(For those of you willing to keep reading, though, there’s a Whitey Ford Fun Fact at the end!)

Ford pitched for Casey for nine seasons and started more than 30 games in a season just once, which even by today’s standards doesn’t seem impressive. Why so few? Casey didn’t like to waste his best pitcher against the Washington Senators of the world. In Whitey’s years with Casey, he started 81 games against the two best American League teams in each season (not including the Yankees, who of course were usually the best), and just 58 against the worst two (I’m looking in your direction, Kansas City Athletics). That’s a huge difference, especially considering how easy he had it in his rookie season.

The Yankees fired Casey after the 1960 World Series, and new manager Ralph Houk started using Whitey in something like a regular rotation for the first time in his career. The immediate effect of this was that Ford’s starts shot way up (the new 162-game schedule probably added one or two starts a year, too). In 1961, Houk’s first year as manager, Whitey paced the AL with 39 starts, and he averaged 37 from 1961 through 1965. Whitey was now being used every four or five days, whether the Bombers were playing the Go-Go White Sox or the Abominable A’s. He was starting so often there just wasn’t room to “save” him for the better clubs. Some more stats:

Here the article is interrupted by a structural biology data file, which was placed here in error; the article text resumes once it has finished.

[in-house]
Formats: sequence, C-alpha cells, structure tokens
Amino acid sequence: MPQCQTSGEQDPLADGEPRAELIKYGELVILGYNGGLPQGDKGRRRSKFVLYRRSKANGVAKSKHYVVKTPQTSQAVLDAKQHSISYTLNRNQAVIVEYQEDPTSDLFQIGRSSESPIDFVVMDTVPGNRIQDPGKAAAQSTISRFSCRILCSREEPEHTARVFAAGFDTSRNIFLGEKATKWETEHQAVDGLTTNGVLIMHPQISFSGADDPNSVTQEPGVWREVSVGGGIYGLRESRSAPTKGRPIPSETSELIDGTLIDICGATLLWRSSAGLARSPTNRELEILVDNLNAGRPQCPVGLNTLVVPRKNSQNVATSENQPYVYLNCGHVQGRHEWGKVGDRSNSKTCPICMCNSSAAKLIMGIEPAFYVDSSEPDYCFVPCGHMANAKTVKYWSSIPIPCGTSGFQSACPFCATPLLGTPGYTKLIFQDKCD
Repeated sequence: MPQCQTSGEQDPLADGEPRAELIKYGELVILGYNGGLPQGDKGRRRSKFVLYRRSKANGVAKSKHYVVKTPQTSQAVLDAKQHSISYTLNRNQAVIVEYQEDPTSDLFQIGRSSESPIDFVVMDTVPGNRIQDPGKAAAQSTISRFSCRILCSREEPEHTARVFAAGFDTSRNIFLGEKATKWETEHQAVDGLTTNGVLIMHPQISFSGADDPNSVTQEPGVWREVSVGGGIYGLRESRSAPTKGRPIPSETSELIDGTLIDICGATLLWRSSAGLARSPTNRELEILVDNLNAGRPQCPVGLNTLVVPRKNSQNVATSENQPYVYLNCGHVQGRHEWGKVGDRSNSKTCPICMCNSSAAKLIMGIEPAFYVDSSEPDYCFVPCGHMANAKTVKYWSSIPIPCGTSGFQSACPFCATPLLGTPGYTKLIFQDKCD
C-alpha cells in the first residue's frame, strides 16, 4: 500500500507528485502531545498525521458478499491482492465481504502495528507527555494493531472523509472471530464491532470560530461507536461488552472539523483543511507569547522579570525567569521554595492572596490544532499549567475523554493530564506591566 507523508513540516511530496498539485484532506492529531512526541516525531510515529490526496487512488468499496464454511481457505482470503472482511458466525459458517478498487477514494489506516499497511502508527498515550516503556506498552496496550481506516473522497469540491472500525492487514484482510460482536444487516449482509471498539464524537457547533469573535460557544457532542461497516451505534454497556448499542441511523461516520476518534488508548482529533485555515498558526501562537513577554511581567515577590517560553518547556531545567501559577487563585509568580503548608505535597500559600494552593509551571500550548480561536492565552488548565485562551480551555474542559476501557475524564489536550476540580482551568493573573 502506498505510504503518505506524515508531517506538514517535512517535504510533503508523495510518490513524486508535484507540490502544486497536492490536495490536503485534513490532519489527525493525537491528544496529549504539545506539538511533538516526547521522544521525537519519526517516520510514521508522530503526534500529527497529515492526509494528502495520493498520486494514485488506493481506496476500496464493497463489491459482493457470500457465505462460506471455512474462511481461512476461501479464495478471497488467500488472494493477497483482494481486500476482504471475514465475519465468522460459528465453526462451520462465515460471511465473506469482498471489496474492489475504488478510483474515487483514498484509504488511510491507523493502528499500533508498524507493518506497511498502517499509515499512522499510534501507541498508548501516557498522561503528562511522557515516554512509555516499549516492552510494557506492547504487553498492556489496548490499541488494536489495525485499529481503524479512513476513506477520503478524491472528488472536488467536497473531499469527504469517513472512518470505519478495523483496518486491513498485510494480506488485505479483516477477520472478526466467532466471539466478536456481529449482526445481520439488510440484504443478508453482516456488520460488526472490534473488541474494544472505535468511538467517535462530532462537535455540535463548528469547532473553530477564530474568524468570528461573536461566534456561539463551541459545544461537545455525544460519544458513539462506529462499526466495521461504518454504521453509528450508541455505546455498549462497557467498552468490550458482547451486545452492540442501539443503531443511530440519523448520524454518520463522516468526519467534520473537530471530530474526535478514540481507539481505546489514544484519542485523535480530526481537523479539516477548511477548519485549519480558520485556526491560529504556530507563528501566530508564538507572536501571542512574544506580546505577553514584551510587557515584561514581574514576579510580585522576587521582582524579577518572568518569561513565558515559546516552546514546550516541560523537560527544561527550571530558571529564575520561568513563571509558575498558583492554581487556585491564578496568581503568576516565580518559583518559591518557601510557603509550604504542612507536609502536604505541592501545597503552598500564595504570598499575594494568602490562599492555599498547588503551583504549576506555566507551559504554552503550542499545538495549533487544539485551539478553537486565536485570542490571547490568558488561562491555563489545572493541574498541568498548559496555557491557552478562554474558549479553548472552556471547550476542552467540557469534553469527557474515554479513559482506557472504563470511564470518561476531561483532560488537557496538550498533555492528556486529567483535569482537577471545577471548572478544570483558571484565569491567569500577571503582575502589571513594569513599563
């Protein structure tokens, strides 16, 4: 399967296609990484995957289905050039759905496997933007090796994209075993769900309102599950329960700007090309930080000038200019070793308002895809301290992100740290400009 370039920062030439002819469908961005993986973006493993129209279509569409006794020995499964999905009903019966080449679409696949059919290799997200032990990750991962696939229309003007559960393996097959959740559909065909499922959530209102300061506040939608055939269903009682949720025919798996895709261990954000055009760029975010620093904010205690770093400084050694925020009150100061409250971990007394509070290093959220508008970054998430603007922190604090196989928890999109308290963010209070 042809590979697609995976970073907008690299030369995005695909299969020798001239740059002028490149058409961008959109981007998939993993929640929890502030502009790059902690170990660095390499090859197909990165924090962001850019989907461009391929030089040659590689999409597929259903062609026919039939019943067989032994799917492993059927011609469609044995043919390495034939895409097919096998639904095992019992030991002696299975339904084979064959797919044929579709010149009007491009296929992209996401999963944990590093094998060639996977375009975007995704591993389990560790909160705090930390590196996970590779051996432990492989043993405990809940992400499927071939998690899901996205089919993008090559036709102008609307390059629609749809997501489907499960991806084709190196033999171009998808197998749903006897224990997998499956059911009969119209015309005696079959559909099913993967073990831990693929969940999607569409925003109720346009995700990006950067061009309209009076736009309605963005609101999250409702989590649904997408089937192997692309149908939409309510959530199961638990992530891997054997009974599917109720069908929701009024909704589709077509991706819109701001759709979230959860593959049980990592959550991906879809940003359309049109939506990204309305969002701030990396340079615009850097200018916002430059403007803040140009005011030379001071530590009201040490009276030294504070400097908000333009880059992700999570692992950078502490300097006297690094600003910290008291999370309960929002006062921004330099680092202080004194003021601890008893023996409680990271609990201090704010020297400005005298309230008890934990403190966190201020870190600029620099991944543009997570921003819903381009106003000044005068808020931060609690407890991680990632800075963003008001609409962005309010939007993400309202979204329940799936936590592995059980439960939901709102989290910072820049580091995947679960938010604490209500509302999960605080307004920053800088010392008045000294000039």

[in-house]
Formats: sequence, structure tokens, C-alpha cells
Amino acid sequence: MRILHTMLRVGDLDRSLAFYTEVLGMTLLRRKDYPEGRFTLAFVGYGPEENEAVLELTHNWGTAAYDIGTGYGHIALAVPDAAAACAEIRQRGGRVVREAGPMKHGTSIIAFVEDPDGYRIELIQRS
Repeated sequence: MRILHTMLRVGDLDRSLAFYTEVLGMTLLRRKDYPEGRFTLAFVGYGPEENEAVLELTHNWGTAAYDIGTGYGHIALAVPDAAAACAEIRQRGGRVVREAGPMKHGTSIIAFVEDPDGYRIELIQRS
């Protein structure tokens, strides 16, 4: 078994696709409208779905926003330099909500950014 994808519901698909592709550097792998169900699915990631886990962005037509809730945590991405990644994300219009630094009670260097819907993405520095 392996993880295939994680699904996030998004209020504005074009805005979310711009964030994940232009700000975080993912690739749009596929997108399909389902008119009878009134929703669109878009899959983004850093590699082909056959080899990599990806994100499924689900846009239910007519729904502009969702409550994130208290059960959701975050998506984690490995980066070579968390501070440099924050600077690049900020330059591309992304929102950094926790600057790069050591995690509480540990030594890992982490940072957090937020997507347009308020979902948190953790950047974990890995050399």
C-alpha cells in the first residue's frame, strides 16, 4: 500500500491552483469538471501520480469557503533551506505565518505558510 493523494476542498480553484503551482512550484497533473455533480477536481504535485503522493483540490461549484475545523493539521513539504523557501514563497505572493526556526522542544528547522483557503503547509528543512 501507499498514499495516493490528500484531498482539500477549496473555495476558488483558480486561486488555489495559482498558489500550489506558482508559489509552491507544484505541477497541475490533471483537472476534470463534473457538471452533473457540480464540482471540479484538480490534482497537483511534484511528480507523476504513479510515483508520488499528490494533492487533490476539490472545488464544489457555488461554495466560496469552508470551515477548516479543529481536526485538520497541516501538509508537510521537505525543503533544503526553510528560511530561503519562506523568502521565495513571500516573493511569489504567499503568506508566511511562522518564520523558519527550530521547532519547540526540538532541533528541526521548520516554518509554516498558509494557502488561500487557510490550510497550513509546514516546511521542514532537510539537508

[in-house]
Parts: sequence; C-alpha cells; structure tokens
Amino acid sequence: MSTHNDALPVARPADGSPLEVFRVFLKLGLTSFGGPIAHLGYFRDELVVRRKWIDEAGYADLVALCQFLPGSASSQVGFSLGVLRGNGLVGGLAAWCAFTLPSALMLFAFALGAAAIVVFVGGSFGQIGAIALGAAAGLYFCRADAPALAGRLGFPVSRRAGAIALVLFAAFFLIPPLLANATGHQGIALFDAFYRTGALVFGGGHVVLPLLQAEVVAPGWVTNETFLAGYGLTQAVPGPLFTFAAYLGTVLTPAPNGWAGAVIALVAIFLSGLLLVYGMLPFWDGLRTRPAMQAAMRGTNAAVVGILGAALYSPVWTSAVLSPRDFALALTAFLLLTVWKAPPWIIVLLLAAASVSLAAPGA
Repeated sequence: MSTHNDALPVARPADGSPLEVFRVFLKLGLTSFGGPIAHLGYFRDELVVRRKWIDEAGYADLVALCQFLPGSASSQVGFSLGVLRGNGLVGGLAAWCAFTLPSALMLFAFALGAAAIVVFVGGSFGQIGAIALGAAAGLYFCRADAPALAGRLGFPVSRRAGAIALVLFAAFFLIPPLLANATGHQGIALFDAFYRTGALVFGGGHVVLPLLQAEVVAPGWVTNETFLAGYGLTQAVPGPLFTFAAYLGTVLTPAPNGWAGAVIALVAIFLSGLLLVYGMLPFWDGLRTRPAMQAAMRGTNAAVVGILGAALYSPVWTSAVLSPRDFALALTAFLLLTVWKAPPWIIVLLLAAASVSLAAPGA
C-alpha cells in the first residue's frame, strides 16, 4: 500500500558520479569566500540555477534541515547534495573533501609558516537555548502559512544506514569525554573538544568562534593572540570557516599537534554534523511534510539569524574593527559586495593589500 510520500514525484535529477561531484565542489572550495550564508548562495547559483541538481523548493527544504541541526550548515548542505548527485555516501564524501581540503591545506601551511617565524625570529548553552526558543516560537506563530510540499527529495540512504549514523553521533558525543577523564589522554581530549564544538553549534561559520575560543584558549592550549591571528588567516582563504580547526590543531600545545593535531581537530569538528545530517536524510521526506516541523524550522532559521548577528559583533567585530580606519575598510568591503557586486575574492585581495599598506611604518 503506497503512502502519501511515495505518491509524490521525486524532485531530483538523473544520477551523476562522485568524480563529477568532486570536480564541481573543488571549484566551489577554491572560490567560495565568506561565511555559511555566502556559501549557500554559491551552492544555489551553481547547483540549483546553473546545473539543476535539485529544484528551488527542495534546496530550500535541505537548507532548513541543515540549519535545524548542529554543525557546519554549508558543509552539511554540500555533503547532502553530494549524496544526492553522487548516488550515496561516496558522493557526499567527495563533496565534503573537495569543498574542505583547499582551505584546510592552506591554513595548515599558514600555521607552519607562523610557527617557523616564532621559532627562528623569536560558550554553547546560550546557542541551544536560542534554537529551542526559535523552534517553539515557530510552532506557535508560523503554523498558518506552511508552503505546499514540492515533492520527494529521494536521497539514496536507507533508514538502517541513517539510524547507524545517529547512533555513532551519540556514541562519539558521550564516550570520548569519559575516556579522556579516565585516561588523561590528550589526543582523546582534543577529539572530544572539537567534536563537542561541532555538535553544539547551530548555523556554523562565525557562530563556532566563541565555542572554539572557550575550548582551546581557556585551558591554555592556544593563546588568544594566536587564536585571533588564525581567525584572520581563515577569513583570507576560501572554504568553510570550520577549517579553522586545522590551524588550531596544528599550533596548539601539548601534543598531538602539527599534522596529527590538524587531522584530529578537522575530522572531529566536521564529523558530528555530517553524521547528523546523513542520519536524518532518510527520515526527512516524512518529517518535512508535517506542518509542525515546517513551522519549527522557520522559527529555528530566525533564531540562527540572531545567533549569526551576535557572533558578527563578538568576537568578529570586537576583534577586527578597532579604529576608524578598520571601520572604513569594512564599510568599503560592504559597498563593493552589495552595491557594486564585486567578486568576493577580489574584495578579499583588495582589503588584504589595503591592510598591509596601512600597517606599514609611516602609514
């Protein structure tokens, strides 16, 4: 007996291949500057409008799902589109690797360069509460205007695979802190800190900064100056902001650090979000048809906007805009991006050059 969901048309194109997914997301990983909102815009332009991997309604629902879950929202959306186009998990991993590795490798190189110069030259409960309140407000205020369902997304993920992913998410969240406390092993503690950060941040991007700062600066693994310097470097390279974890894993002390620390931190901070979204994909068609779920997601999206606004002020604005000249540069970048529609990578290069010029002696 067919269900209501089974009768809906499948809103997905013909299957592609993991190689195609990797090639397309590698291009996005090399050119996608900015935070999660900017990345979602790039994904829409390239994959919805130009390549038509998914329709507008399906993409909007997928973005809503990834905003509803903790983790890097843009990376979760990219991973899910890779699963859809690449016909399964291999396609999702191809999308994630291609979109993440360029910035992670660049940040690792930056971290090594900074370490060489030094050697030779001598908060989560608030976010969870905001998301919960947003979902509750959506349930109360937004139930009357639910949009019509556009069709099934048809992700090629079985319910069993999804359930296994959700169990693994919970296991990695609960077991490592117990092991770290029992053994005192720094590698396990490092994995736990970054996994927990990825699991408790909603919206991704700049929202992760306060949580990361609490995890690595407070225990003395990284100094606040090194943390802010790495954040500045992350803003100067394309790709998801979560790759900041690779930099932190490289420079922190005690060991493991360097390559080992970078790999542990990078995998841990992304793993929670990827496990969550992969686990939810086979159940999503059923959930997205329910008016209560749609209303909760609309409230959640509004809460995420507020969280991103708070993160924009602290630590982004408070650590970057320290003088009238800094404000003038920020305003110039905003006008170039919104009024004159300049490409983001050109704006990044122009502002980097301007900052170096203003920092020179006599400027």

Whitey with Casey (1950, 1953-1960):

  • Yankees had .621 win pct.
  • Rest of league had .483 win pct.
  • Whitey’s opponents had .499 win pct.

Whitey after Casey (1961-1967):

  • Yankees had .555 win pct.
  • Rest of league had .494 win pct.
  • Whitey’s opponents had .492 win pct.

So, should any of this change our evaluation of Whitey Ford? It should and it shouldn’t. On the one hand, in nine seasons with Casey, Whitey faced much tougher opponents than his fellow Yankee hurlers. The teams he pitched against were, as a group, average, which is something we can say about few, if any, other Yankee pitchers.

On the other hand, there were — and still are — tremendous advantages in playing for the perennial AL champs. While Ford’s 20th-century best .690 winning percentage (Pedro and Tim Hudson are currently ahead of him, but neither has yet reached his decline stage) was not helped by his manager’s choice of opponents, it was certainly helped by his teammates. Whitey probably received as much run support in his career, relative to his league, as any pitcher in history. He also never had to face his own teammates, never had to try to sneak one past Mickey or Yogi.

Whitey was also helped by pitching in Yankee Stadium, a very good park for a lefty pitcher. But I don’t want to take too much away from his accomplishments. Even with all the advantages afforded a Yankee pitcher (minus one big one), Whitey Ford far outpaced his own team’s winning percentage, back when a pitcher’s winning percentage meant something. Considering he played for the Yankees, it’s all the more impressive.

(Oh, and that Whitey Ford Fun Fact I promised . . . Do you know why they call him “Whitey”? You’ll never guess! It’s on account of his shiny white teeth that he liked to show!)

Jason Brannon is the author of “The Bear Report,” a semi-monthly digest of made-up bear news that will soon be syndicated by Knight-Ridder Press.